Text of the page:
Once a month, I do an eveningÂ session in the agency – beer, crisps, you know the sort of thing – for anyone who wants to come along on a topic that has something to do with creativity and the creative process. For thisÂ month, I wanted toÂ show a bunch of current, decent newspaper and magazine advertisements and have the agency equivalent of the “nature vs nurture” debate:Â how much of what makes them good is the insight in the brief, and how much is the creative idea?
So, for about the last three weeks,Â every time I read a newspaper or magazine, I’ve been looking for ads I can use in the session.Â Not financial, absolutely any sector.Â Â Just current, decent print ads.Â And you should know that I readÂ a lot of newspapers and magazines.
And after three weeks, how many current, decent print ads have I found?Â Four.Â And even then, two of them are from the same campaign (Mars’ campaign saying that their confectionery isn’t as bad as you think it is) and the other two aren’t really very good (Toyota Yaris and the second-hand VW campaign).
Is this because I’m being ruthlessly, unrealistically selective?Â Are there actually dozens of perfectly good print ads whichÂ I’m dyspeptically refusing to choose?Â Absolutely not.Â The pile of near-misses is, if anything,Â even smaller than the pile of selections.Â Meanwhile, the pile of obvious,Â no-argument, everyone-in-their-right-mind-would-agree rejectsÂ towers high over my head.Â Â And I am not a short person.
A small percentage of the rejects are rejected because they’re pitiful failures – crass, lumpen, hopeless, amateurish attempts to do something that’sÂ miles beyond the capabilities of the people involved in trying to do it.Â But the overwhelming majorityÂ are rejected because they simply aren’t trying to do anything remotely interesting.Â They’re not really ads at all, just notices of one sort or another.Â A huge amount is, of course, retail advertising just showing us products and prices.Â And the rest …well, frankly, it’s too boring to describe.Â Have a look – a proper, carefulÂ look – through theÂ weekend papers and supplements, and you’ll see what I mean.
As I write this, I have open beside me the document that probably represents the high-water mark of British print advertising, the 1982 D&AD annual.Â Admittedly, about half the ads in it come from Mr Abbott and his chums at Abbott Mead Vickers, who in those days approached press work with the kind of zeal usually associated with the Spanish Inquisition or Gordon Ramsay’s kitchens.Â And of course, it’s ridiculous and unfair to contrast the tiny fraction of 1982’s press advertising which made it into the book with two or three weeks of humdrummery.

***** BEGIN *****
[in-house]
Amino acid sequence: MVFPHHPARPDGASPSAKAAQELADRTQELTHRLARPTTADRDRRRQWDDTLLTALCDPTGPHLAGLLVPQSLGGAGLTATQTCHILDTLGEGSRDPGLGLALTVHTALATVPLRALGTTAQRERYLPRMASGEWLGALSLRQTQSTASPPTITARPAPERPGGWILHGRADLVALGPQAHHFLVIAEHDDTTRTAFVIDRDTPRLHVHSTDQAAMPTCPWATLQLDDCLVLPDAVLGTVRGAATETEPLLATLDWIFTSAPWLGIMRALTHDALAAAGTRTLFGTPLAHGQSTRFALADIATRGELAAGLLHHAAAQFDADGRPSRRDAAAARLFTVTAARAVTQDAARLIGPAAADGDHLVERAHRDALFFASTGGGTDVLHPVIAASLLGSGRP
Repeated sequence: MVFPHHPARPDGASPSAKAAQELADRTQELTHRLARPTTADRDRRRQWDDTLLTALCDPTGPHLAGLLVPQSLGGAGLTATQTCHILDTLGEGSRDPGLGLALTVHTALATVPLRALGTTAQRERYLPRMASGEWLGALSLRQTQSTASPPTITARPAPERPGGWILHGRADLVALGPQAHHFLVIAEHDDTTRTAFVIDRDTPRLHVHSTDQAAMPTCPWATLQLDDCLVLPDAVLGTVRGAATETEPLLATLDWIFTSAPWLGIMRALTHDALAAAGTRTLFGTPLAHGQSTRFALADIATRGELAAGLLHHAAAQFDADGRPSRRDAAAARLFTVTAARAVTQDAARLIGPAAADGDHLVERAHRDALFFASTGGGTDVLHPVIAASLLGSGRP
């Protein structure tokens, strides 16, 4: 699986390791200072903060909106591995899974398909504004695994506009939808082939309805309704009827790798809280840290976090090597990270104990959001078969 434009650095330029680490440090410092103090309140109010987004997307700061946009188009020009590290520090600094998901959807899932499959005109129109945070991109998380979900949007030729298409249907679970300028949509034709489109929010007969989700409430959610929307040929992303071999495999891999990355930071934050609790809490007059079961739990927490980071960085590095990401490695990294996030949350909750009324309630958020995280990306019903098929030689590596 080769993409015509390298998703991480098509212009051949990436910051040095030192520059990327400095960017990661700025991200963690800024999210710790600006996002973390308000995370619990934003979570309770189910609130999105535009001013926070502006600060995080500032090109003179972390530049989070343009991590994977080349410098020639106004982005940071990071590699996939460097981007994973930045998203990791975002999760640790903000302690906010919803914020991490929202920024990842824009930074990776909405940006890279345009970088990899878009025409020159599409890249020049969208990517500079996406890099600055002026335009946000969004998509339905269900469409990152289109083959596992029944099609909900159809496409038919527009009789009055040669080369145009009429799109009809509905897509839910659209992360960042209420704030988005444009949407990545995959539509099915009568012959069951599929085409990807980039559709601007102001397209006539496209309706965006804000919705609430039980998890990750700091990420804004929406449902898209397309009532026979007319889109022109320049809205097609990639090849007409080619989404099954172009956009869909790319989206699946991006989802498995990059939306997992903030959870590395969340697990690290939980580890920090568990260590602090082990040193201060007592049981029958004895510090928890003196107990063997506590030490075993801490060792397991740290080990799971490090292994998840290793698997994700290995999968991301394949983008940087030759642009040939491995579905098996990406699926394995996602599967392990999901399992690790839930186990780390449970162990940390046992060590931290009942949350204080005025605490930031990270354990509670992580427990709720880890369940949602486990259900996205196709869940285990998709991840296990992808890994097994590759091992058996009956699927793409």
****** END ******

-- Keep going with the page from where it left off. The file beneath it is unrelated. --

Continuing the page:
But still, just flick through the annual and you’ll see a whole thought-process, a whole way of thinking about print advertising ideas, and copywriting, and art direction, that simply doesn’t exist at all today.Â Brilliant, consistent, dazzling campaigns – Sainsbury’s, Albany Life, Sun Alliance, Stella Artois, Benson & Hedges, BMW, Audi, Volvo.Â And fantastic one-offs – “Red Star would like to point out that at 10.15 last night this page hadn’t been printed” or the Youth Opportunities Programme’s “You’re right.Â The trouble with us kids today is that we’ve never done a decent day’s work in our lives.”Â Honestly, it just goes on for page after page.Â It’s wonderful stuff.
So what happened?Â How did we get from there to Dell Computers and Carphone Warehouse?Â I can’t think of a single major brand that uses print advertising to surprise, engage, reward, provoke and entertain readers today in the way that 30 or 40 major advertisers did 25 years ago.Â Why?
At this point, you might expect me in my Libran way to offer up half a dozen reasons why things have changed.Â I might suggest that brand advertisers rely more on broadcast media these days, or that the Internet has something to do with it, or that consumers don’t haveÂ the patience to dwell upon the lovingly-crafted copy of Mr Abbott and his friends any more.Â But actually, none of the explanations I can come up with really seems to make any sense.Â True, advertisers use broadcast more, but that’s surely a symptom and not a cause.Â The Internet has something to do with lots of things, but I can’t see how it can have a bad effect on print advertising.Â And although it is true that newspaper readership is in gradual long-term decline (something which the Internet has a lot to do with) the overall readership of printed publications continues to increase, and there’s no evidence that people who buy them read any less of them than they ever did.
Of course those of us working in financial services have played some part in the collapse.Â Â A respectable number of the great campaigns of the 70s and 80s were financialÂ -Â Barclaycard, Albany Life, Sun Alliance, Nationwide FlexAccount.Â You’d imagine that print advertisingÂ would beÂ still important to financial brands, not least because there are still literally dozens without the resources to build awareness on television:Â it’s extremely odd that you can’t think of a single major financial advertiser who uses print intelligently and originally today.
I don’t think you could simply bring back most of those 80s campaigns, and in some ways even an old fogey like me can see that they do represent a bit of a vanished world.Â It is all a little bit prim, and prissy, and very male, and extremely white, and just a bit too pleased with itself.Â But I am quite sure there is an equivalent approach to print advertising that can be taken today, and that can be taken by financial brands at least as effectively as by any others.Â The 21st Century equivalents are waiting to be written.Â If any financial advertiser fancies having a crack at it, please let me know.